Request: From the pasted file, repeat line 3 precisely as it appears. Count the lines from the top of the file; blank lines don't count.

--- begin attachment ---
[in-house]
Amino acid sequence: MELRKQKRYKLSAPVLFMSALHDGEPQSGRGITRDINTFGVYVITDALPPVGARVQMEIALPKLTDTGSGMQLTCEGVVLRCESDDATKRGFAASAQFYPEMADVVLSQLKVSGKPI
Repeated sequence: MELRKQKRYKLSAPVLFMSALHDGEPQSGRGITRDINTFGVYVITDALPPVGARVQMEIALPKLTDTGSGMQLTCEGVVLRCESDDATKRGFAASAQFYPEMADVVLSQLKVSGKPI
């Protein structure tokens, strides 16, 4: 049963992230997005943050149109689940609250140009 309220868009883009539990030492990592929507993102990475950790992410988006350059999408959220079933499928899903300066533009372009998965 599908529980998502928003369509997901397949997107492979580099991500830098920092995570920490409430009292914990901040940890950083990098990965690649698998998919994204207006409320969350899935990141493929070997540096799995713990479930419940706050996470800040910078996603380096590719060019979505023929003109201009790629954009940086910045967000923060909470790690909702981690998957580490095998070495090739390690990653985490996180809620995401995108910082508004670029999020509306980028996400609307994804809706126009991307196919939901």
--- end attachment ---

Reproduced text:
Repeated sequence: MELRKQKRYKLSAPVLFMSALHDGEPQSGRGITRDINTFGVYVITDALPPVGARVQMEIALPKLTDTGSGMQLTCEGVVLRCESDDATKRGFAASAQFYPEMADVVLSQLKVSGKPI